Creating shelf appeal for beverage cans
As the canned beverage space gets more crowded and competitive with new launches from RTD cocktails to coffee, it’s becoming even more important for metal packaging to be distinctive for a product to stand out on the shelves of retailers. Increasing beverage categories are spurring new and creative options in metal decorating and special effect inks technologies to build brand awareness, enhance shelf appeal and get into consumers’ shopping bags.
Renee Schouten, vice president of marketing at INX International, and Alex Folloso, director of metal decorating technology at INX, share their thoughts on generating that all-important shelf appeal with high-quality can designs.
The importance of shelf appeal for cans has increased sharply over the past few years. What are the most prevailing factors influencing this trend?
RS: Brand owners typically dictate the ever-changing trends used on cans to help what makes their brand jump off the shelf. Maintaining brand colour quality and consistency is key to ensuring shelf appeal.
The INX Color Perfection team keeps a close watch on industry trends that impact shelf appeal. We’re seeing slightly more activity with retort-ability (coffee products) and RTD cocktails. Canned liquor products that are new to the market need to stand out in a highly competitive marketplace. Sustainability and circular economy efforts have led the way for brands owners switching to metal, so the importance of shelf appeal continues to increase. They want their products to stand out among all the options available to consumers.
How is INX contributing to supporting the circular economy and sustainability-related drivers with its metal decorating inks and coatings?
RS: We’re keenly aware of the impact metal decorating products can have on brand marketability, consumer safety and the environment throughout its lifecycle.
That said, our product development efforts focus on material health and safety, product functionality for environmental impact, and consumer safety with a mind for recycle-ready products. AP EcoCan ink was formulated specifically with sustainability in mind. It’s the industry’s first and only eco-friendly metal decorating ink to receive a Gold level Material Health Certificate from the Cradle to Cradle Products Innovation Institute, in collaboration with the Environmental Protection Encouragement Agency (EPEA).
AF: Our R&D and EHS teams also keep pace with the always changing regulatory landscape. Their participation in trade groups like the Can Manufacturers Institute allows us to support the most recyclable metal can package.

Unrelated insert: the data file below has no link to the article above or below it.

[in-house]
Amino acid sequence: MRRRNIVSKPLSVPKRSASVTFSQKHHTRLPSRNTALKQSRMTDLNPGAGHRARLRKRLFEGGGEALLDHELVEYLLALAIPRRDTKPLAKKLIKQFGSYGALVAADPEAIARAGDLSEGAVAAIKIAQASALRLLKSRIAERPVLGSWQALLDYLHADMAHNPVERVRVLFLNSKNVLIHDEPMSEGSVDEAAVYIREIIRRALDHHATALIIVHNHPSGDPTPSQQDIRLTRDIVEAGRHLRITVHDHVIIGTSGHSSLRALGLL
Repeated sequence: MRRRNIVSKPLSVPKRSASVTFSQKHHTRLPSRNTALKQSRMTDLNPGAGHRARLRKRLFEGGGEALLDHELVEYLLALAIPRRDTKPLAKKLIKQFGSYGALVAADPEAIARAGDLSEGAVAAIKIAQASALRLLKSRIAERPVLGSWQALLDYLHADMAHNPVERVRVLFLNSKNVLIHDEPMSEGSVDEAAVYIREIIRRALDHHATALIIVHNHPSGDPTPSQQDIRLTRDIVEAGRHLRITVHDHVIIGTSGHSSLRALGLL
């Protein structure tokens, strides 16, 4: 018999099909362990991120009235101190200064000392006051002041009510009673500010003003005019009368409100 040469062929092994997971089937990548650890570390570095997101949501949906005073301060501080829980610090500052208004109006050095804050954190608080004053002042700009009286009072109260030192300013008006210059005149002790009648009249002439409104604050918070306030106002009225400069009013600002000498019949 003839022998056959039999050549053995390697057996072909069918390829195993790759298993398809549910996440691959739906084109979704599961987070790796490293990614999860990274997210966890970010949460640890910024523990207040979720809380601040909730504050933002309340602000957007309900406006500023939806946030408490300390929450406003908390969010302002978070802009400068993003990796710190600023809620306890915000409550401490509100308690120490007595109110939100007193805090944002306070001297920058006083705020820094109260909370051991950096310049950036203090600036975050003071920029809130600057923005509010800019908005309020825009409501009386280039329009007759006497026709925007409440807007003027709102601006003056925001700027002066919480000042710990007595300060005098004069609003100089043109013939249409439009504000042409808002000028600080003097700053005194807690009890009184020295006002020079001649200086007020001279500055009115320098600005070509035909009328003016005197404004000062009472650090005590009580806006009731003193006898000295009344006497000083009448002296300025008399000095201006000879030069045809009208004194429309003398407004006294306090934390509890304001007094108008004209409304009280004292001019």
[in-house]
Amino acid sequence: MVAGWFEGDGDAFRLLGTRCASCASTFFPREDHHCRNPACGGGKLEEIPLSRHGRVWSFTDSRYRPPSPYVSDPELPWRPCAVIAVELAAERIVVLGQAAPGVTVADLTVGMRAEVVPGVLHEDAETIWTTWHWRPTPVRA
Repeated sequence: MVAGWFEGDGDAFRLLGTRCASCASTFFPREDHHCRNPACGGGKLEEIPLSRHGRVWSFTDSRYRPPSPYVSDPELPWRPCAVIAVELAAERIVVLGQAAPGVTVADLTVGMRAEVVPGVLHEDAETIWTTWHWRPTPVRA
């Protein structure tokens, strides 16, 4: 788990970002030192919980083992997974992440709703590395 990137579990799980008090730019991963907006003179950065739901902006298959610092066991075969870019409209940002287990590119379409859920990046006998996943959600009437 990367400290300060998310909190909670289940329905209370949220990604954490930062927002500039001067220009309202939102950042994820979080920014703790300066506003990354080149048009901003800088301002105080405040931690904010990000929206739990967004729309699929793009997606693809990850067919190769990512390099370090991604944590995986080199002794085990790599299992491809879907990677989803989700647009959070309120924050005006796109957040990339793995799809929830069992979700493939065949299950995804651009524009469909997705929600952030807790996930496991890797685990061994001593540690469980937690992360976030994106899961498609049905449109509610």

INX is one of the leading companies when it comes to specialty inks. Which ones are most sought after and why?
AF: Tactile effects is our most popular specialty ink, followed by retortable inks. Effects like tactile help brands differentiate their products. The retort process, also known as sterilisation, heats the can to around 118C at 15psi pressure to eliminate microorganisms and provide safe liquid food products. Retort ink activity is increasing as brands move their beverages to cans from other packaging types or as new products emerge.
Aside from the inks discussed in Benefits of Special Effect and Functional Inks | INX Printer Space (inxinternational.com), are there any new technologies INX is working on, and can that information be shared with The Metal Packager?
AF: As technologies within the can making process evolve and manufacturing processes improve, INX R&D is constantly reviewing options to provide the market.
Is there an increasing pressure to innovate due to the advent of technologies like digital printing?
RS: Yes, we’ve seen digital printing become more and more present in metal – and rigid packaging in particular – the last few years and I anticipate this will only increase.
AF: INX has had a presence in this market for a number of years, with various digital printing technologies like the CP800 UV digital cylindrical printer. We continue to dedicate R&D resources specifically for the evolving digital technologies in the metal decorating industry, particularly in regard to ink formulation. We’ve also seen traditional equipment manufacturers introduce digital printing machinery in the last few years. I believe these technologies will evolve with quicker production speeds, creating more opportunities for short runs and customisation in the metal decorating industry.
What are the main challenges for the speciality inks market? Is it cost, legislation, supply chain, etc.?
AF: The key challenge to formulating speciality inks is the can making process and finished can quality, which dictates the technology INX provides. For example, in dry offset printing the ink film thickness on metal cans is around one micrometre. Therefore, there are limitations on pigment particle size. To put this in perspective, the diameter of human hair is 180 micrometres and a red blood cell is 7.5 micrometres thick. If particle size is excessive, the printer will have runnability issues with the ink. There are also heat resistance and light fastness properties to consider when formulating a speciality ink.
*This article was provided with thanks by INX International Ink Co. For more information, visit: https://www.inxinternational.com/